Pluto 2

Pluto

Piece description from the artist

The Orbs series is a collection of abstract landscape photographs. They are color studies of shadow and light on selected interior walls.

Light, as a form, is manipulated, creating the effect of a landscape or horizon, even though the images come from a man-made structure. By playing with color, the vista moves throughout time and space, sometimes appearing familiar, other times otherworldly. The interesting idea being that upon closer inspection, something seemingly ordinary can be transformed into something extraordinary. A plain, white interior wall becomes a wondrous and imaginative scene. From a personal point of view, this series brought forth an important realization: beautiful photographs can be made even without the means to travel to beautiful places. An interesting corollary is the idea that the world inside the camera’s viewfinder becomes a blank canvas, from which an imaginative painting begins.

Inspiration for this series is comes from several renown artists. Hungarian photographer Laszlo Maholy-Nagy’s’ call to ‘defy conventions’ invites experimentation in photographic techniques. Josef Albers’ textbook on color theory, "The Interaction of Color" is a constant guide. Finally, this series honors Mark Rothko’s powerful abstract work about emotion and color. The title of the series, Orbs, refers to the celestial bodies suggested in the photographs and is also inspired by a personal, lifelong fascination with outer space and planets.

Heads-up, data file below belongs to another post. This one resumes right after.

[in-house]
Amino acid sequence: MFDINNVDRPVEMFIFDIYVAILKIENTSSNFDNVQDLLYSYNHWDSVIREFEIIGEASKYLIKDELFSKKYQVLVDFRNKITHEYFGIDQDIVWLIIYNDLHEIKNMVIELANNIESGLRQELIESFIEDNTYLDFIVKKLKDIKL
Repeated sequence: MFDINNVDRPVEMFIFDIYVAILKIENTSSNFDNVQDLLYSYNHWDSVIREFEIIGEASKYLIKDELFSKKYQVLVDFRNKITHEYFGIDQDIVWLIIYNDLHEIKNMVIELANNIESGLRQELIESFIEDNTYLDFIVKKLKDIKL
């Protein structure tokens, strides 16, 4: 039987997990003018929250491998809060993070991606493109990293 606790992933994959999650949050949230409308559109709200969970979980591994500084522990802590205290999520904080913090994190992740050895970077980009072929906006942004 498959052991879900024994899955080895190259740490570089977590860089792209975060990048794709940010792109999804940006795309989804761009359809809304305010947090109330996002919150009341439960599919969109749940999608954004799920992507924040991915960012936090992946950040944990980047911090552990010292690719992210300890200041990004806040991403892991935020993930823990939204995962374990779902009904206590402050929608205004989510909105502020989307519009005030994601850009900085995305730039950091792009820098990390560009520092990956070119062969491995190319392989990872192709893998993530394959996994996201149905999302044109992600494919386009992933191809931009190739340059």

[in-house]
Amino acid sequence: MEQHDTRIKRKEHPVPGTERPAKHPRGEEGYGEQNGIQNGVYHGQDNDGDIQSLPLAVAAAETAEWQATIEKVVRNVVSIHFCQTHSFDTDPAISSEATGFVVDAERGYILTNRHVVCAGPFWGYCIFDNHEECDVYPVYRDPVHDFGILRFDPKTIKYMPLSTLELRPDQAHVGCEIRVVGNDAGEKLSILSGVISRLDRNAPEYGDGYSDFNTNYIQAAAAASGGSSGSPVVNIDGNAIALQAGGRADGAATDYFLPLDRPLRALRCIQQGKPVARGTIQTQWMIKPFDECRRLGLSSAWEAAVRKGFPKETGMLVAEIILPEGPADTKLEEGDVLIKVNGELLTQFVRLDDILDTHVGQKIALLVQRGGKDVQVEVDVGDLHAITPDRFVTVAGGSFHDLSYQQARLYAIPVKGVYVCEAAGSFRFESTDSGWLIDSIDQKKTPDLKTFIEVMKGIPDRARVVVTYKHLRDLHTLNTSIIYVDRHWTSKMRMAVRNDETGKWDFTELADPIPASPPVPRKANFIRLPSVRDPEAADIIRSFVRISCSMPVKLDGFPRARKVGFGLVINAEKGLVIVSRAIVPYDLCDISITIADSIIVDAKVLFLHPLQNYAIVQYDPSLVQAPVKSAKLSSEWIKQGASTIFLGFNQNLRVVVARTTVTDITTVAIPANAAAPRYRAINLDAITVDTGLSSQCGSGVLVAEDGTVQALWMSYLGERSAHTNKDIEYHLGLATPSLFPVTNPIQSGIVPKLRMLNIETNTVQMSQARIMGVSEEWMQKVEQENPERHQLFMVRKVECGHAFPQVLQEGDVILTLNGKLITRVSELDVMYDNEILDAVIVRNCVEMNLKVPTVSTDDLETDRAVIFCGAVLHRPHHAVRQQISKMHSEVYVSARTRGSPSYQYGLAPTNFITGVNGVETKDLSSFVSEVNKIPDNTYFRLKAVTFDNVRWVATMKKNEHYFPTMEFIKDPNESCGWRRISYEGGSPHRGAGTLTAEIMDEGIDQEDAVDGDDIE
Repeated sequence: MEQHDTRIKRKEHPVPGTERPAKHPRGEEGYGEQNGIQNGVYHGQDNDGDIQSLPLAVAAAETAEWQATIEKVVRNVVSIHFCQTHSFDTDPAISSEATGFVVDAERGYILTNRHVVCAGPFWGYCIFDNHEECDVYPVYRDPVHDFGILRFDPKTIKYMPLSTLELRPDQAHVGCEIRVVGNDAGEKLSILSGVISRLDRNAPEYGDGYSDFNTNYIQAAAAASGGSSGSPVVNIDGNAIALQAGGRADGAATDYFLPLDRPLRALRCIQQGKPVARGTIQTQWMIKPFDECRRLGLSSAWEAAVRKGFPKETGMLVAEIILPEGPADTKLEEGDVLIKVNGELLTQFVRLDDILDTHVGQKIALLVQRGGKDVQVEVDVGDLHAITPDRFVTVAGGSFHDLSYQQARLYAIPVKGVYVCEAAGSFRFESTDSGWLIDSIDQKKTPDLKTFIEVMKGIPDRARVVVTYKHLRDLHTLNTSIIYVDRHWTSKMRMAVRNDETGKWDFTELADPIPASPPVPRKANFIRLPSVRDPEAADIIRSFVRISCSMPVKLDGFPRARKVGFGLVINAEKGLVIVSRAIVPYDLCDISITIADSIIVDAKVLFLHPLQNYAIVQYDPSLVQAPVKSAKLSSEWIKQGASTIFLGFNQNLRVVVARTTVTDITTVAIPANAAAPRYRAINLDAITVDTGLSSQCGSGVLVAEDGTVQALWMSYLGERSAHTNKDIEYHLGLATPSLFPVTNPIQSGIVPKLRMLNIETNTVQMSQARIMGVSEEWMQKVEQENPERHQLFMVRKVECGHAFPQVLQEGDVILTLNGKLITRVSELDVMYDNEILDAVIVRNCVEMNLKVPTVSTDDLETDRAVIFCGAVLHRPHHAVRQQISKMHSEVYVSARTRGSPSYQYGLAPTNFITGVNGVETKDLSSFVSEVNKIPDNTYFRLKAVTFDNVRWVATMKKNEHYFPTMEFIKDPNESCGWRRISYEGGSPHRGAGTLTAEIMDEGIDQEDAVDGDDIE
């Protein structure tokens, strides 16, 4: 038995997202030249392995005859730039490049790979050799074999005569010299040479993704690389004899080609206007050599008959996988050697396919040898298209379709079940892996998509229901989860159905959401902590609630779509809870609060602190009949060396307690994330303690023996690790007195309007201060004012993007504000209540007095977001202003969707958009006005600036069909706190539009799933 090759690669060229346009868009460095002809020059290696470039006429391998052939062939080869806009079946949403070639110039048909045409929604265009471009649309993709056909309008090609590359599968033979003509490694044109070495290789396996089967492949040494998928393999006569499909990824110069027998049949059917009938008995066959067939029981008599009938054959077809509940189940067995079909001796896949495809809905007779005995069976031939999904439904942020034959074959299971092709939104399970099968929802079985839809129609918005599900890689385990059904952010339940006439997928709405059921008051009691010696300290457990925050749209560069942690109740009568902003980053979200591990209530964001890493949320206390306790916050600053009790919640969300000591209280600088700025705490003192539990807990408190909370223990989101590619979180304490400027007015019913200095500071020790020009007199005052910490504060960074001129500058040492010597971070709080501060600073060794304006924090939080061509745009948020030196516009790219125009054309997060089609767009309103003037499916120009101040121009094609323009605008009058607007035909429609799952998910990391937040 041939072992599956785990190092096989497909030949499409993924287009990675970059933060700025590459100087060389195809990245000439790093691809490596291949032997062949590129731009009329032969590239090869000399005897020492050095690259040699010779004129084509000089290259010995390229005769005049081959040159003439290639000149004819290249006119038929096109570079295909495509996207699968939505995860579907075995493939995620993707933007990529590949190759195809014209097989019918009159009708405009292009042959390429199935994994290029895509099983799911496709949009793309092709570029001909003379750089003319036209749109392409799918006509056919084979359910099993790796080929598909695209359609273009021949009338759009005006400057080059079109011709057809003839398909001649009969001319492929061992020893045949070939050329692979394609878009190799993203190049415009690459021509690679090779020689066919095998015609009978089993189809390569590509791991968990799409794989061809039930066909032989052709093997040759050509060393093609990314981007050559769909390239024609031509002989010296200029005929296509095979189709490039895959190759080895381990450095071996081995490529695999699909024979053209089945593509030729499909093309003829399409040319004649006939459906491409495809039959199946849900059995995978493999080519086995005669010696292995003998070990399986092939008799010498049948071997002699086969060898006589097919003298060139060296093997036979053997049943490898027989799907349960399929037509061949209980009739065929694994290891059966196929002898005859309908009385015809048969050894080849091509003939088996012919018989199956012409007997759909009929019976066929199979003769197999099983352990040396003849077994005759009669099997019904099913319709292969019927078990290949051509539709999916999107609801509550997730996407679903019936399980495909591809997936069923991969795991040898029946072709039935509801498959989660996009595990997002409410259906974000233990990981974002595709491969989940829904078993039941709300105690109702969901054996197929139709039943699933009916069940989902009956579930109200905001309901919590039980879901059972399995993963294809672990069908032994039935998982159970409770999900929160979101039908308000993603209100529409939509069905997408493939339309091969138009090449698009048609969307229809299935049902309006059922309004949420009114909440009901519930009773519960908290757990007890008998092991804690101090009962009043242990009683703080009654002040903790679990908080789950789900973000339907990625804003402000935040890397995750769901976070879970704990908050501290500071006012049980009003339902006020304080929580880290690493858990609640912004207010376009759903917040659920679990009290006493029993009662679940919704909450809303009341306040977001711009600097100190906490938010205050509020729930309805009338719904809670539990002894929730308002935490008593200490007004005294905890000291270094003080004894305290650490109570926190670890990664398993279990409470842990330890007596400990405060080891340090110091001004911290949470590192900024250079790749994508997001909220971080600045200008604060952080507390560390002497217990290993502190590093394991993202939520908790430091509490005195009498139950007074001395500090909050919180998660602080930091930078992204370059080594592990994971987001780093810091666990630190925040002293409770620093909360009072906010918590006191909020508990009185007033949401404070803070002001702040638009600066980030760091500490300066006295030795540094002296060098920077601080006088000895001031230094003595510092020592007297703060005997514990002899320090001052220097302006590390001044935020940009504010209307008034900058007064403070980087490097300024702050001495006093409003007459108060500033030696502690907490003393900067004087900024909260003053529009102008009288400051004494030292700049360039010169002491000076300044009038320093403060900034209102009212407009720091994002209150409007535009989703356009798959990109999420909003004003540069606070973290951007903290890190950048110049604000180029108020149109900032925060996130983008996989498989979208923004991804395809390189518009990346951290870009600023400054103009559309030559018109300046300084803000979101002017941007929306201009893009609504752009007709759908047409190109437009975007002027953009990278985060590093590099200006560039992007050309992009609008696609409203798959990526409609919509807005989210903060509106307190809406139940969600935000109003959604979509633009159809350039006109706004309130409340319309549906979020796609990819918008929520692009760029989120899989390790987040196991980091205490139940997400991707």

Original artist editions are available in limited editions of 20. The originals are mounted on .25 acrylic with white backing and french cleat hardware

Other works by Amanda Lomax

About Amanda Lomax

Nashville, TN

Born in Nashville, TN in 1979, American artist Amanda Lomax lives and works in Nashville, TN and Sandgate, UK. Ms. Lomax holds a cum laude degree in Communications from Boston University, completing coursework in Darkroom and digital photography. She was selected as a Teaching Assistant at the Santa Fe Photographic Workshops and Maine Media College, and spent several summers learning from renowned photographers: Cig Harvey, Joyce Tenneson, Keith Carter, Aline Simpson and Susan Burnstine. She is a recipient of the 2020 TriStar Arts Award and a graduate of the Periscope Arts Program.

Her work uses digital photography and technology to manifest abstract ideas into tangible pieces of art. She refers to this process as 'Photographic Techspressionism’. This process allows her to play with the boundaries between photography and digital art, drawing inspiration from organic landscapes and her emotional response to these subjects. She is deeply influenced by the work of Mark Rothko, Barnett Newman and Josef Albers. Color is fundamental as she relies on it to produce a heightened emotional and visual experience for the viewer.

See Amanda's portfolio here
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